Question!

How can I save money at the barn?  

 

Lots of ways!!  Horses will often sail through months at a time with not a single “accident”, and then, you are hit with a huge bill…or you want to go to that show…or attend that clinic…your trailer needs repair… the list is endless. I have a few ideas on how you can possibly save some money at the barn….

 

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For feeding your horse: 

  • Go bulk or go home!  Buy hay in bulk, split loads with neighbors, make a larger storage area.  You can also buy grains and feeds in bulk, but only if they can be eaten within a few weeks or months.  Fresh is definitely better!

 

 
 
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Buy in bulk if you can!
 
  • Consider making your own horse cookies, or sticking with a nice massage or scratch to reward for good behavior.  

 

  • Maintain your pastures!  Protect wet and muddy pastures from horse hooves.  Rest and rotate the pastures.  Healthy pastures = less hay to feed. 

 

In the barn:

 

  • Increase the amount of turnout to decrease the amount of shavings used!  You may also want to  try different types of bedding to find the most absorbent type, as well as at the type that easily sifts away from manure. Using an ammonia control product, like Sweet PDZ, absorbs urine and lets your shavings last longer, too. 
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  • Does your barn have a self care option?  Maybe even part of the time you can clean your own horse’s stall and scrub his waterer.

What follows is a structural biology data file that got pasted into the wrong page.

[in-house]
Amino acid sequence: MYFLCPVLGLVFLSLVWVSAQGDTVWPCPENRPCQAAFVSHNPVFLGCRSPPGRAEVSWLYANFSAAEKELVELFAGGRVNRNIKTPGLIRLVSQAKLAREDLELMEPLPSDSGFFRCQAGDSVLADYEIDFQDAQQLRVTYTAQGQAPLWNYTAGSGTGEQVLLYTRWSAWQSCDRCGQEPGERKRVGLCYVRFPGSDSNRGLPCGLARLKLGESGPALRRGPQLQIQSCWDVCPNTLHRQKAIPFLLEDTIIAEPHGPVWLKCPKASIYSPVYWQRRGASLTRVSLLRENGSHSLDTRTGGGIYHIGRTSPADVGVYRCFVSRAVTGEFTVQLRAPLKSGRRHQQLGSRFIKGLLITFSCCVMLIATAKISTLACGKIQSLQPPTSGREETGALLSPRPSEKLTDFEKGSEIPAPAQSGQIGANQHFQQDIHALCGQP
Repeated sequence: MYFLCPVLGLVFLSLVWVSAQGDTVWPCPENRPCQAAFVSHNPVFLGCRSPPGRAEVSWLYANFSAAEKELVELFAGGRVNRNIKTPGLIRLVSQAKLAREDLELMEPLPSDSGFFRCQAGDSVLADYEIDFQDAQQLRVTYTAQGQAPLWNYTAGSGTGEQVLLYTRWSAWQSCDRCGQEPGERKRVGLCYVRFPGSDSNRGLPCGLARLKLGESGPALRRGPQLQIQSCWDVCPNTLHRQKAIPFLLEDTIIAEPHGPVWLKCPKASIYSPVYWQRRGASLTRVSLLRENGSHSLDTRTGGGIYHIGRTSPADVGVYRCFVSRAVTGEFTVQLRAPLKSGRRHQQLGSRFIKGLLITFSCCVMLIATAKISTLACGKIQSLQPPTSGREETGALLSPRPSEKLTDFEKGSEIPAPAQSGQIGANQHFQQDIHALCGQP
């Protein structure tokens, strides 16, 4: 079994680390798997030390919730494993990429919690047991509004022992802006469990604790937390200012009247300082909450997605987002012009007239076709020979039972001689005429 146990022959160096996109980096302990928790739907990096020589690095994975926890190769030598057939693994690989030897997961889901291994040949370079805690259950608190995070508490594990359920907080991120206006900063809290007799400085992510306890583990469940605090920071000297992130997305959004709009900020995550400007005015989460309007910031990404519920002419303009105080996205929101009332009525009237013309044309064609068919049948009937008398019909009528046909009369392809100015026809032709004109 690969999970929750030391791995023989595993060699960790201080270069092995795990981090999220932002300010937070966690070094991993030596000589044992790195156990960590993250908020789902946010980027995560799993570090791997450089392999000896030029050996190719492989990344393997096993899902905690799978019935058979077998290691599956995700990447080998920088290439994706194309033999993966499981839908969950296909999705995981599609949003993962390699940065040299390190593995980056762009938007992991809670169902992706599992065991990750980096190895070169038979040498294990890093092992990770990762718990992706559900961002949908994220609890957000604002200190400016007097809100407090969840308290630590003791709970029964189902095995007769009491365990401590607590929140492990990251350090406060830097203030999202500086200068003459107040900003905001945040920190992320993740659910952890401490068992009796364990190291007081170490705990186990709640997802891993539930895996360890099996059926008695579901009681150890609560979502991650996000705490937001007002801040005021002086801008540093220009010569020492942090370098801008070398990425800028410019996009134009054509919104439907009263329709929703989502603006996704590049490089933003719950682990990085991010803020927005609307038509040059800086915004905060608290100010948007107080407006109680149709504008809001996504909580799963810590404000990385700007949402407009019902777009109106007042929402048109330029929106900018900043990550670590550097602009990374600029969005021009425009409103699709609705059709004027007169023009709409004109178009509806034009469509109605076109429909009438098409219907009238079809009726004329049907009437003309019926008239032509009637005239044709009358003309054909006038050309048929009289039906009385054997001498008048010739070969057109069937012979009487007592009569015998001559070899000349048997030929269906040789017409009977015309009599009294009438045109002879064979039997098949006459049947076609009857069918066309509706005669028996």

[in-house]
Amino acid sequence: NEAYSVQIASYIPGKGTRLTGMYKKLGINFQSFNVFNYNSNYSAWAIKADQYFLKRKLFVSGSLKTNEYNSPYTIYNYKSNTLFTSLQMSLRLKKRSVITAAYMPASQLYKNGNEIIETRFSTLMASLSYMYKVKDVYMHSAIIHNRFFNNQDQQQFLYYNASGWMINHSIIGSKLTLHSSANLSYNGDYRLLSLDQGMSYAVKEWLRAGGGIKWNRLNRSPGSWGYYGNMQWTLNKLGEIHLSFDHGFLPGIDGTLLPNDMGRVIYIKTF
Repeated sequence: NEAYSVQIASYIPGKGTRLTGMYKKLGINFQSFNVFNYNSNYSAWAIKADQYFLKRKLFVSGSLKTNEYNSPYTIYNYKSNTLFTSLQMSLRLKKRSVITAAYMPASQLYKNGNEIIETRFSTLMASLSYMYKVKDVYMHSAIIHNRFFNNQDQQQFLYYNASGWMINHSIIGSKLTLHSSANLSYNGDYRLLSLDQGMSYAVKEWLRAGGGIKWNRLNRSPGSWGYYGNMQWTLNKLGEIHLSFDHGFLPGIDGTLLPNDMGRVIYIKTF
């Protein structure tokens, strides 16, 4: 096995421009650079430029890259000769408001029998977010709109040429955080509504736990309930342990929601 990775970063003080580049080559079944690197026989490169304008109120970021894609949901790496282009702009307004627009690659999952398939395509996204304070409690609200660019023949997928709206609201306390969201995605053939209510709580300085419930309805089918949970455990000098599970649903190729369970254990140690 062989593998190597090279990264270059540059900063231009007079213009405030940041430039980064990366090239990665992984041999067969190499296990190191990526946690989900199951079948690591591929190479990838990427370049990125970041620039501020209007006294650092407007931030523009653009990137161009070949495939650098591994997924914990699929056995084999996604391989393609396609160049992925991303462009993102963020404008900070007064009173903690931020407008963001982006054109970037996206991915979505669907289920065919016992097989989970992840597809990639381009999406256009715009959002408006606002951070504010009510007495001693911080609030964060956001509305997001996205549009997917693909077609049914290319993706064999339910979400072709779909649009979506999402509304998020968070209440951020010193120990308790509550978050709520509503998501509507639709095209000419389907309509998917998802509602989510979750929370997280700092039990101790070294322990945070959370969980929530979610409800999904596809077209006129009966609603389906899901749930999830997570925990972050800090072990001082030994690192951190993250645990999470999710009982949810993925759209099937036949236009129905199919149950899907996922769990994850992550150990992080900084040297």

• Keep things organized and clean.  You will soon start to notice what you can possibly sell, what needs care and cleaning (leather tack is expensive to replace, and costs barely anything to maintain!)

 

  • Organize a tack swap/sale at the barn, or see if you can consign your items to local tack shops.  On that same note - buy quality used items!  Make sure any used leather items are in top shape, you can’t bring dried out leather back to life. 

 

  • Shop the sales.  And, sign up for the email lists of the products you love, you will often get coupons for future purchases.  You can sign up at tack stores, on your fave product’s Facebook page, or on your fave products website. 

 

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Can you skimp on shavings?  Many horses are wasteful, or are trained to do their business outside in the run or in-and-out.   

 

For the Vet and Farrier:

 

  • Schedule the Veterinarian and Farrier for multiple horses at once to share the farm calls.  
 
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  • DO NOT WAIT to call the Veterinarian.  It’s fact that the longer you wait when your horse needs the Vet, the more the Vet bill is.  And, the more uncomfortable your horse is.  If you have any doubts, call anyway.  Here are some guidelines about when to call the Vet!

 

  • Be smart about preventative care.  Use your amazing grooming skills to stay on top of his health.  Ice his legs, massage his muscles, keep his skin clean and dry.  Avoid questionable footing, make sure his turnout is safe and not muddy, inspect the fencing that houses him.  He needs vaccinations on time, fecal egg counts and deworming when necessary, and stay on top of disease spreading prevention when at shows, when new horses arrive, when he goes to a new barn.   

 

  • Treat his hooves like you treat his heart - like it’s the most important thing on the planet, in the galaxy, in the universe.  Hoof issues can spiral into major pain for him and painful bills for you.  

 

****A note about working for board, getting hired by your barn mates to clean tack, do turnouts, etc.  While this is an EXCELLENT idea to earn some extra dough - keep in mind you are running an actual business.  YES, BUSINESS.  More on this here, with some guidelines about keeping your butt covered if something goes sideways - AKA don't get sued.  

 

So - how do you save money while working with horses?